Upgrading the virtual network to use NSX is not a heavy or large task. It can be, depending on what you are doing, but the basics are fairly straightforward. These basics are not the wholesale replacement of your existing virtual network. They are not the inclusion of new forms or routing in your virtual environment. The are the addition of NSX on top of what you already have. Once you have NSX in place, then you can dream, plan, and adopt those better ways of managing and creating virtual networks. Continue reading vSphere Upgrade Saga: NSX in 8 Easy Steps
Once I upgraded to vSphere 6.5A, I was no longer able to upload OVF or OVA files through vCenter using either of the web clients. It complains in both cases that I am not running vCenter 6.5. This is a known bug. For more information, see KB 2148007. However, there is a solution: use ovftool.
This was a painful upgrade, but I had lots of help from various sources. The main element is to ensure you follow the vSphere Update Sequence. Update everything in that specific order: do not differentiate. This is important, as some things will not upgrade if they are out of order. This part of my vSphere Upgrade Saga upgrade was far from smooth.
VMware has the HTML5 vSphere/vCenter Client constantly under development. Yet, would you use it? Would I? The client is woefully incomplete for the entire VMware product suite but seems to have the basics done well. Here are a few tips for keeping this client up to date, as well as what seems to be missing for day-to-day use.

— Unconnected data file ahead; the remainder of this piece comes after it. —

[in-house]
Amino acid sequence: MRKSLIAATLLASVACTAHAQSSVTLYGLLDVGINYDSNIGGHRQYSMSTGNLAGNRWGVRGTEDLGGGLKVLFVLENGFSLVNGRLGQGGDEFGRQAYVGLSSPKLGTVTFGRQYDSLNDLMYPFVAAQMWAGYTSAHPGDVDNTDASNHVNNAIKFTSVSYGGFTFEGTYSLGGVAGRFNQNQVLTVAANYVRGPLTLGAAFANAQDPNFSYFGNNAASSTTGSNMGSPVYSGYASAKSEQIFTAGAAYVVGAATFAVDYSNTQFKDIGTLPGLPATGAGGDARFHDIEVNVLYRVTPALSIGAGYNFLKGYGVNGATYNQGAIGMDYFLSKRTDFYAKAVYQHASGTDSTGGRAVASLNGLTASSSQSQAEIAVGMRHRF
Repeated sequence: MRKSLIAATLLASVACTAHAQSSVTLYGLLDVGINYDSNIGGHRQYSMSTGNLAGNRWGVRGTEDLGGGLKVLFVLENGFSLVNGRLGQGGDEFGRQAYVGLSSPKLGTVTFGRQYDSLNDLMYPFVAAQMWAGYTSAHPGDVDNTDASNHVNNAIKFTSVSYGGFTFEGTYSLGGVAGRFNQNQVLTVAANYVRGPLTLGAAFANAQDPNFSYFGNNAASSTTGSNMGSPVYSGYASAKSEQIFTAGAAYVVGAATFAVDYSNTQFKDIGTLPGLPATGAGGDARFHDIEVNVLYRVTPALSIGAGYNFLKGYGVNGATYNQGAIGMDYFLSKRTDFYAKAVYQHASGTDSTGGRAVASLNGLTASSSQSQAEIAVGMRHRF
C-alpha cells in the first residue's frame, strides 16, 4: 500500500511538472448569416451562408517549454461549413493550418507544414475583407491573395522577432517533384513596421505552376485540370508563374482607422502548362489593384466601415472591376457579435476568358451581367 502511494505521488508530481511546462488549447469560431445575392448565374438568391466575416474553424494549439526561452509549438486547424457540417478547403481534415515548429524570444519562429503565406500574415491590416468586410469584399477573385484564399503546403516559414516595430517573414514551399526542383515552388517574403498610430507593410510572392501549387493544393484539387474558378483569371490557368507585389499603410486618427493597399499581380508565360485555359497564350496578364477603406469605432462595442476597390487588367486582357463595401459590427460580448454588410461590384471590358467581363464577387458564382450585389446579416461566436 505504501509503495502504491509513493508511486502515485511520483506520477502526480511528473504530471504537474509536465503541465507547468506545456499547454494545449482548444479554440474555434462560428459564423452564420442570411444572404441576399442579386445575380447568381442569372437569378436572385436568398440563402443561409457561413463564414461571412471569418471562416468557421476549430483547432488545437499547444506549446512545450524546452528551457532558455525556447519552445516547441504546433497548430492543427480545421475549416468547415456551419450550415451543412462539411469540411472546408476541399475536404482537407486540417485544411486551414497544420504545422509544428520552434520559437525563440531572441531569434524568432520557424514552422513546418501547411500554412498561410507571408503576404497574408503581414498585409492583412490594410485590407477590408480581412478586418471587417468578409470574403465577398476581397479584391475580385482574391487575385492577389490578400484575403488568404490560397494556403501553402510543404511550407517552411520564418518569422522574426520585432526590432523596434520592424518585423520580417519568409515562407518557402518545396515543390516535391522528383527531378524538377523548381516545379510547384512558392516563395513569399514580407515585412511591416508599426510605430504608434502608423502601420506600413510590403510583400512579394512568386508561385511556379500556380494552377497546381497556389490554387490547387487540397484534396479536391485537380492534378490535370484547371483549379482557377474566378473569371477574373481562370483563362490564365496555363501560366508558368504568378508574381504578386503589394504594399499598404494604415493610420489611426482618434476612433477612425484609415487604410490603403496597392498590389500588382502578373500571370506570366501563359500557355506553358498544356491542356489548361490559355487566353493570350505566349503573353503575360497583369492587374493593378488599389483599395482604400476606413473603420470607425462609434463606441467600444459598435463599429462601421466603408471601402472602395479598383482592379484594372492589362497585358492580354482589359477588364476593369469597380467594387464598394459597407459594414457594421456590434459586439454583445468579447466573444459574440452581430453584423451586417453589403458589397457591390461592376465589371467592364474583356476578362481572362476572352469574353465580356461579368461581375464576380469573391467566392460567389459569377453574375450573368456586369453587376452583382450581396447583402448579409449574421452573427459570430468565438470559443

At the moment, I am waiting for several updates on VMware products to allow an upgrade to vSphere 6.5. Specifically, I am waiting on an upgrade of NSX and VIN that are supported by vSphere 6.5. The other tools I use should be fine with 6.5, but without those, I cannot upgrade. The vSphere Upgrade Saga continues with the following updates.
I run multiple iSCSI servers, ranging from HPE StoreVirtual (must trusted) and Synology Server (tertiary server) to my own CentOS 7 base iSCSI server (least trusted). All run over 10GB links. In general, iSCSI usually works quite well. But for some reason, my CentOS 7 iSCSI server would cause the management agents to fail and vSphere to disconnect from vCenter. This would go on until the iSCSI server was shut down. I use those 10TBs of storage for testing data protection tools and for emergencies. This is a bad thing for the continued support of generic iSCSI. This is also a vSphere Upgrade Saga entry.